Now you can search loss control services by topic and industry, to quickly find the online training, safety signs, videos and other materials that relate to your specific needs. We’ve also added a "New in Loss Control" listing to help you stay on top of our latest loss control offerings.

Count on EMC® to make it easier for you get the information you need to keep your workplace safe.

Insights Online


After being asked to provide possible ways to improve the safety of the railings located along the front balcony at the performing arts center in a high school, EMC Risk Improvement Manager Mike Duffield offered the following advice to the school’s superintendent:

Even though the railings do appear to meet code, the risk of injury or death resulting from a fall in this area could be reduced by making some alterations. There does not appear to be a perfect solution that provides all the benefits of improved safety without detracting from the visibility, acoustics or aesthetics of the area.

With that in mind, here are some options that could help reduce the risk of a fall from the area:

  1. Increase the height of the guardrails in the seating areas to at least 36 inches.
  2. Clear plastic or glass that complies with the International Building Code standard 2407 could be installed to a height of at least 36 inches across the front of the seating areas.
  3. The front row of seats could be removed from the balcony, and the guardrail height could be increased to a minimum of 42 inches.
  4. The front row of seats could be removed from the balcony, and the walkway where the seats had been could then be blocked off to allow for a new 26-inch-high railing constructed in front of the existing seats.
  5. A platform or net system could be built to extend out from the front of the balcony. This system should be designed by a qualified engineer to restrict any fall over the existing railing to less than 30 inches.

If implemented, any of the suggestions above would need to be designed by a professional engineer and installed by a qualified contractor. Guardrails should be designed to support the intended load, should not have any openings that can pass a four-inch sphere and should not be easy for children to climb.

Does your support staff know what to do in a crisis? Having already created online crisis response plans for administrators and teachers, EMC has introduced an online support staff crisis response plan as well. All three fillable PDF plans can be found in the Loss Control > Schools section at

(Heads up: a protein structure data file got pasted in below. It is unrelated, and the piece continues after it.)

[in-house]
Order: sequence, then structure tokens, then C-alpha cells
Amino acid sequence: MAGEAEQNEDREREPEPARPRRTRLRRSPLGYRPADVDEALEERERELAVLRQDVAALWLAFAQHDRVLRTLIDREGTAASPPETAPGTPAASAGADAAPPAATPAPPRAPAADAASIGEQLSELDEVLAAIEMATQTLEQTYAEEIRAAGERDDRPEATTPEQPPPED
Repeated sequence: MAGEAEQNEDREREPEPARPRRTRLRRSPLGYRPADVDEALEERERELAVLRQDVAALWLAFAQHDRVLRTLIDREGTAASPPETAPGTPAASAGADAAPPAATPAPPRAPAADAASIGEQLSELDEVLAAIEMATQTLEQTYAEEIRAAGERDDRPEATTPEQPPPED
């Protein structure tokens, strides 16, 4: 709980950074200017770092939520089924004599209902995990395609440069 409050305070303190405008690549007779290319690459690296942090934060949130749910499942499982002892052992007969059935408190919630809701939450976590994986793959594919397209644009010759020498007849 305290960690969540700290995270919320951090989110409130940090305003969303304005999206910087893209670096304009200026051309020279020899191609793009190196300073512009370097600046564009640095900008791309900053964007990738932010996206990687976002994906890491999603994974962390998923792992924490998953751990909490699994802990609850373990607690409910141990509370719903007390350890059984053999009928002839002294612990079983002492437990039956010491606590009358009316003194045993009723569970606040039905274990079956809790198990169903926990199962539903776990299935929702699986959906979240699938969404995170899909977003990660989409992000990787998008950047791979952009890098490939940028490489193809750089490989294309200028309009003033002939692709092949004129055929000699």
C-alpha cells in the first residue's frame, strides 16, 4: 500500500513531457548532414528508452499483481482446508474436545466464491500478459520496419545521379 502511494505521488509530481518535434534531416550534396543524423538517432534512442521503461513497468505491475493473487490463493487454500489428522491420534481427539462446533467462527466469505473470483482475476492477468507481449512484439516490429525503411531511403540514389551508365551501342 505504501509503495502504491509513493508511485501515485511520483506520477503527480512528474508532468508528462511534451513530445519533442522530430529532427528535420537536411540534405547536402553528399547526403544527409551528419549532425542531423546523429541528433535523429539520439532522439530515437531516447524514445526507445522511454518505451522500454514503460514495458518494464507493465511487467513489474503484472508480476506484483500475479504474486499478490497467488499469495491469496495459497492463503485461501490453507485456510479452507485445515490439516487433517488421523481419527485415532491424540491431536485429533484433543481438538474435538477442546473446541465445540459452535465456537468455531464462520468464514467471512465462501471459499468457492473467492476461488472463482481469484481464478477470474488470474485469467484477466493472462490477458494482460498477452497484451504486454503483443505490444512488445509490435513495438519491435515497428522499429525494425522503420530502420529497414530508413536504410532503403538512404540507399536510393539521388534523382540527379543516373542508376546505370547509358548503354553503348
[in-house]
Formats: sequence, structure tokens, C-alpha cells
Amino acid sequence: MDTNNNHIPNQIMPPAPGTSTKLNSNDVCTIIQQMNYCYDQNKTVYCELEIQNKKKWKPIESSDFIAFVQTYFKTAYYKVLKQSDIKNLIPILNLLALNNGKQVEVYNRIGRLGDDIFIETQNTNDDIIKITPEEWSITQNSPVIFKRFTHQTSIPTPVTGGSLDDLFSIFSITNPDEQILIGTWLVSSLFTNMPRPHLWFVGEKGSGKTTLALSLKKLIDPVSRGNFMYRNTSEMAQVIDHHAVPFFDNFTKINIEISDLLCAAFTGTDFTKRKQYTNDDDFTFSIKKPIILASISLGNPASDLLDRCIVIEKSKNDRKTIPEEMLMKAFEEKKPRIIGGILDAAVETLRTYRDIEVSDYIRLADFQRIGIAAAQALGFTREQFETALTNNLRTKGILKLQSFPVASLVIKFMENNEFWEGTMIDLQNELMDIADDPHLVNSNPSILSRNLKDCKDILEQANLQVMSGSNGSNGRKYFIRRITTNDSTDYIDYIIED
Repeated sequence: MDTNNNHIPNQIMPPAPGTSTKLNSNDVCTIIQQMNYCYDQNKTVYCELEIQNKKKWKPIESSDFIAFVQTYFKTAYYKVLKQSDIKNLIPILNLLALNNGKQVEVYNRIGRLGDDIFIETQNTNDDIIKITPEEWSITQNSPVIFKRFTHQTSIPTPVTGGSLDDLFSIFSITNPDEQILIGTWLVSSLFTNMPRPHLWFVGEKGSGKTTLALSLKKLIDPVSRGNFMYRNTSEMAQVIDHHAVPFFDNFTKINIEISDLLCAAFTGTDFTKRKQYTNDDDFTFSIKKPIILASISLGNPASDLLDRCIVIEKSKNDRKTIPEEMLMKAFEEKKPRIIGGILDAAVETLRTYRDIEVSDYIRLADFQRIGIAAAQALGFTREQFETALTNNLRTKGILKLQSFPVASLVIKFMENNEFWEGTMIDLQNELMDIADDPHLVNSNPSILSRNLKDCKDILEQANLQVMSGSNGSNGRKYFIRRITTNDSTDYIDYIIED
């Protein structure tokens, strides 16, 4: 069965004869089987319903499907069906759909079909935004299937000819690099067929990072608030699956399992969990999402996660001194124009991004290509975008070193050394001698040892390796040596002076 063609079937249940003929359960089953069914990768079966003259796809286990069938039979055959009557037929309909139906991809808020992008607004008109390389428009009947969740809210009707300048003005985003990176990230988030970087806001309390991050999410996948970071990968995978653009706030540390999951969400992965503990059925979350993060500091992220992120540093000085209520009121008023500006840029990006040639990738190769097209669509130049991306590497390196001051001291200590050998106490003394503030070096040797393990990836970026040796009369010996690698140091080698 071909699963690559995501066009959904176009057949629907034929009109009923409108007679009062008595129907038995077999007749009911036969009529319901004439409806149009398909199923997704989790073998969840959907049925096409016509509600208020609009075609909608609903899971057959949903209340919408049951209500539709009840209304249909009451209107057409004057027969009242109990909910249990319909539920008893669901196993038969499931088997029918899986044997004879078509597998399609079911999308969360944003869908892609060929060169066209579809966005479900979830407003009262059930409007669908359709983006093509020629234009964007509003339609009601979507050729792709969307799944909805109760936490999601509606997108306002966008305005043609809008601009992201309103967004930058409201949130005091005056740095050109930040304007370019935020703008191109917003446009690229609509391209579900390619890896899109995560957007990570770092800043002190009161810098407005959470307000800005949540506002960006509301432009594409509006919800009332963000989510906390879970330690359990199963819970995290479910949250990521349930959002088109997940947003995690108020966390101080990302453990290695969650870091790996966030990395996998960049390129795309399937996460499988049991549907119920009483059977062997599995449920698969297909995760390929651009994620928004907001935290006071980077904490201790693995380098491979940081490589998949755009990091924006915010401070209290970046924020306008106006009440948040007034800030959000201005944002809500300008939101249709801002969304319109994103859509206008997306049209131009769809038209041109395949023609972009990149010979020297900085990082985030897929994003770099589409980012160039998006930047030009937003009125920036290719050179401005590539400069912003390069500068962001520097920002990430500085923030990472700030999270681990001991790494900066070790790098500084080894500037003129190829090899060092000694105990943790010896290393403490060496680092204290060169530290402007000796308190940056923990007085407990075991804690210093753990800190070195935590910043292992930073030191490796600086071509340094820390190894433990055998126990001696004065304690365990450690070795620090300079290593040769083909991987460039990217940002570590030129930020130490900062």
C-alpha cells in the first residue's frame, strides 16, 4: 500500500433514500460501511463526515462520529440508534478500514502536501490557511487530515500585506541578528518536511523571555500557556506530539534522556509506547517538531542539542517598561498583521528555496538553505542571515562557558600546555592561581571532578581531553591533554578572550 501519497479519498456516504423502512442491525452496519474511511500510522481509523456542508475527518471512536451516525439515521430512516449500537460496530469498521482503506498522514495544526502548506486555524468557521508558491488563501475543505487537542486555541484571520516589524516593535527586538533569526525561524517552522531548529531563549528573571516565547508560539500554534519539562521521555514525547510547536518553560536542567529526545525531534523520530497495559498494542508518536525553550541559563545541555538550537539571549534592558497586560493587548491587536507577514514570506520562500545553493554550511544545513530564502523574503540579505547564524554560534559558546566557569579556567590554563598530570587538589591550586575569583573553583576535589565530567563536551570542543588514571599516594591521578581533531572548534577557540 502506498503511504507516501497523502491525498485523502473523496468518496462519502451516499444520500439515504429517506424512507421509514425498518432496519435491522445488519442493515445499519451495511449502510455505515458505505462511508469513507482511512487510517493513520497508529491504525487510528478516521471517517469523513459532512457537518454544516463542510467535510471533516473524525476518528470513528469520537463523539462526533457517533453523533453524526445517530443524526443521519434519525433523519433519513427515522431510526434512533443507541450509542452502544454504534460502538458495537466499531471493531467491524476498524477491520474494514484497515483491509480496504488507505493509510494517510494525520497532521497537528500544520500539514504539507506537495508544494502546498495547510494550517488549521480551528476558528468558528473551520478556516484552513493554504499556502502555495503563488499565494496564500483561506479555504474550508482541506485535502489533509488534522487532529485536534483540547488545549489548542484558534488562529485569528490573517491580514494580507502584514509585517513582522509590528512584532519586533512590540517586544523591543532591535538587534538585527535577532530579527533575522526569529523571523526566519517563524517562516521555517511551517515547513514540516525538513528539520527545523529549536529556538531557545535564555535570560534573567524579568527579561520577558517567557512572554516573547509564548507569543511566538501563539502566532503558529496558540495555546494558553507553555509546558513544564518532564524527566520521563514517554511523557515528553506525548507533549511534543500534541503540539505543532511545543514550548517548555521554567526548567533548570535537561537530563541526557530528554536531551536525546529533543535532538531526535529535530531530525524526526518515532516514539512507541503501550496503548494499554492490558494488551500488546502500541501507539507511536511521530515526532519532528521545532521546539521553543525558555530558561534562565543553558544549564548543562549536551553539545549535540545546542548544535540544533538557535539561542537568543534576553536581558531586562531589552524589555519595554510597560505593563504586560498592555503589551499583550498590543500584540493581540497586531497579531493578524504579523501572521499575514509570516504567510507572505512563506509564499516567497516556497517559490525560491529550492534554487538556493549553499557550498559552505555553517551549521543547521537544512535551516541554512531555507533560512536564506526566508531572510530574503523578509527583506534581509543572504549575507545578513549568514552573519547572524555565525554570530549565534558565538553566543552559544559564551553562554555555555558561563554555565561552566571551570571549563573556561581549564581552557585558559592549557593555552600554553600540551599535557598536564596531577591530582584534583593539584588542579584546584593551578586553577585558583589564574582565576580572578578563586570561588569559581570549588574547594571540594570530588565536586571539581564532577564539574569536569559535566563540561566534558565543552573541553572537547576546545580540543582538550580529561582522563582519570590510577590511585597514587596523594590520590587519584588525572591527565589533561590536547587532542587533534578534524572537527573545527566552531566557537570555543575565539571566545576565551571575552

Administration Crisis Response Plan
Support Staff Crisis Response Plan
Teachers Crisis Response Plan

Petroleum Marketers

With the recent reports of credit card skimming, the National Association of Convenience Stores’s payment consultant Gray Taylor provides context and tips to mitigate the likelihood that you are a target.

What Is Skimming?

Skimming is any attempt to acquire the data from a credit or debit card transaction. At its simplest, it is stealing credit card receipts. Today, it often involves placing a small electronic device over a terminal that the criminal later takes back to download card data. In all cases, the thieves need to open your dispenser to place the skimming device(s).

Is Skimming A Particular Problem At Convenience Stores/Gas Stations?

The incidence of skimming at the fuel island is over-exaggerated, as industry data points to retail environments where the consumer gives up possession of the card as the biggest source of skimming. In fact, according to the 2009 Verizon Business Data Breach Investigations Report, the real risk to consumers isn’t retail at all; 93 percent of compromised accounts occurred at breaches within financial institutions. The simple fact is that criminals go “where the money is,” and complicated, site-based hacks of retailers is a high-risk, low-yield proposition.

Consumer Reports Magazine And Other Publications Have Suggested That Customers Use Signature Debit, Instead Of PIN, To Minimize The Risk. Is This Good Advice?